We shall explore many NP-hard optimization problems and state the performance of the best known approximation algorithms and best known hardness results. Tons of open problems will be mentioned, including the unique games conjecture, which, if proven true, implies the optimality of many of the best known approximation algorithms for NP-complete problems like MAX-CUT and INDEPENDENT SET.

I promise fun times and no gruesome math. Basic knowledge of graph theory and computational complexity might help but is not required.

A Party of Code

| 8:00 PM EST | Comfy Lounge

A fevered night of code, friends, fun, energy drinks, and the CSC.

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A fevered night of code, friends, fun, energy drinks, and the CSC.

Come join us for a night of coding. Get in touch with more experianced coders, advertize for/bug squash on your favourite open source project, write that personal project you were planning to do for a while but haven't found the time. Don't have any ideas but want to sit and hack? We can find something for you to do.

Software Transactional Memory and Using STM in Haskell

| 5:30 PM EST | DC1304

The fourth Undergraduate Seminar in Computer Science will be presented by Brennan Taylor, a club member. He will be discussing various concurrent computing problems, and introducing Software Transactional Memory as a solution to them.

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Concurrency is hard. Well maybe not hard, but it sure is annoying to get right. Even the simplest of synchronization tasks are hard to implement correctly when using synchronization primitives such as locks and semaphores.

In this talk we explore what Software Transactional Memory (STM) is, what problems STM solves, and how to use STM in Haskell. We explore a number of examples that show how easy STM is to use and how expressive Haskell can be. The goal of this talk is to convince attendees that STM is not only a viable synchronization solution, but superior to how synchronization is typically done today.

Bowling

| 6:00 PM EST | Waterloo Bowling Lanes

The CSC is going bowling. $9.75 for shoes and two games. The bowling alley serves fried food and beer. Join us for some or all of the above

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The CSC is going bowling. $9.75 for shoes and two games. The bowling alley serves fried food and beer. Join us for some or all of the above

QIP=PSPACE

| 5:30 PM EST | DC1304

Dr. John Watrous of the [IQC](<http://www.iqc.ca>) will present his recent result "QIP=PSPACE". The talk will not assume any familiarity with quantum computing or complexity theory, and light refreshments will be provided.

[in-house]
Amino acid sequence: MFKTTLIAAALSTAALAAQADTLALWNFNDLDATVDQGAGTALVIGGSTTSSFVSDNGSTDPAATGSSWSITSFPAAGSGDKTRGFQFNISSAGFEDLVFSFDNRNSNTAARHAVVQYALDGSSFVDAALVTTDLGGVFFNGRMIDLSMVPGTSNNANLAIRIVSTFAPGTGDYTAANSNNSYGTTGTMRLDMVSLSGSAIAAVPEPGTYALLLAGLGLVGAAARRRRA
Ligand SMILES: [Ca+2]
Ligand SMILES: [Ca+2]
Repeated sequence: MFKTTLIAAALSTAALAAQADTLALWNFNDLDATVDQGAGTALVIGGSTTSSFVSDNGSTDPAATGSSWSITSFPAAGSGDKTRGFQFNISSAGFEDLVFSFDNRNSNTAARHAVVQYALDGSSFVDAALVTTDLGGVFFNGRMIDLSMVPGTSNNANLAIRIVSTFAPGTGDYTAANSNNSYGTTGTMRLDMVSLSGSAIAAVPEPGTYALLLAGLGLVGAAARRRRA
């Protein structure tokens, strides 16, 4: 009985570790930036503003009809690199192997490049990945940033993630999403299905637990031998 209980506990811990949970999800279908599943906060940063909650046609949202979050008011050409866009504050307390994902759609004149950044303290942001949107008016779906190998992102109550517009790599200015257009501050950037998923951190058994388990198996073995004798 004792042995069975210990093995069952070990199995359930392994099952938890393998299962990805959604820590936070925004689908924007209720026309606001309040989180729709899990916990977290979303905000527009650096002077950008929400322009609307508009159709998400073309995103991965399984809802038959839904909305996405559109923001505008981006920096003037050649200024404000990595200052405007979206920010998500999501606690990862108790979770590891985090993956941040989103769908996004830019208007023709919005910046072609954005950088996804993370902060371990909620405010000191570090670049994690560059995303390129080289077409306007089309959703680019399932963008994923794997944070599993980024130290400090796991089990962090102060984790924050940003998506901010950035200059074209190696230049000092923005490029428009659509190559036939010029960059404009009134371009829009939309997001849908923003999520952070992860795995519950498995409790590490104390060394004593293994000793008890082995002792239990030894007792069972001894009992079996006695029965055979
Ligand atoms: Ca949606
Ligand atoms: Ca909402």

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The interactive proof system model of computation is a cornerstone of complexity theory, and its quantum computational variant has been studied in quantum complexity theory for the past decade. In this talk I will discuss an exact characterization of the power of quantum interactive proof systems that I recently proved in collaboration with Rahul Jain, Zhengfeng Ji, and Sarvagya Upadhyay. The characterization states that the collection of computational problems having quantum interactive proof systems consists precisely of those problems solvable with an ordinary classical computer using a polynomial amount of memory (or QIP = PSPACE in complexity-theoretic terminology). This characterization implies the striking fact that quantum computing does not provide any increase in computational power over classical computing in the context of interactive proof systems.

I will not assume that the audience for this talk has any familiarity with either quantum computing or complexity theory; and to be true to the spirit of the interactive proof system model, I hope to make this talk as interactive as possible -- I will be happy to explain anything related to the talk that I can that people are interested in learning about.

Contest Closing

| 8:00 PM EST | CnD Lounge

The [contest](<http://contest.csclub.uwaterloo.ca>) is coming to a close tomorrow, so to finish it in style we will be having ice cream and code friday night. It would be a shame if Waterloo lost (we're not on top of the [leaderboard](<http://csclub.uwaterloo.ca/contest/rankings.php>) right now) so come out and hack for the home team.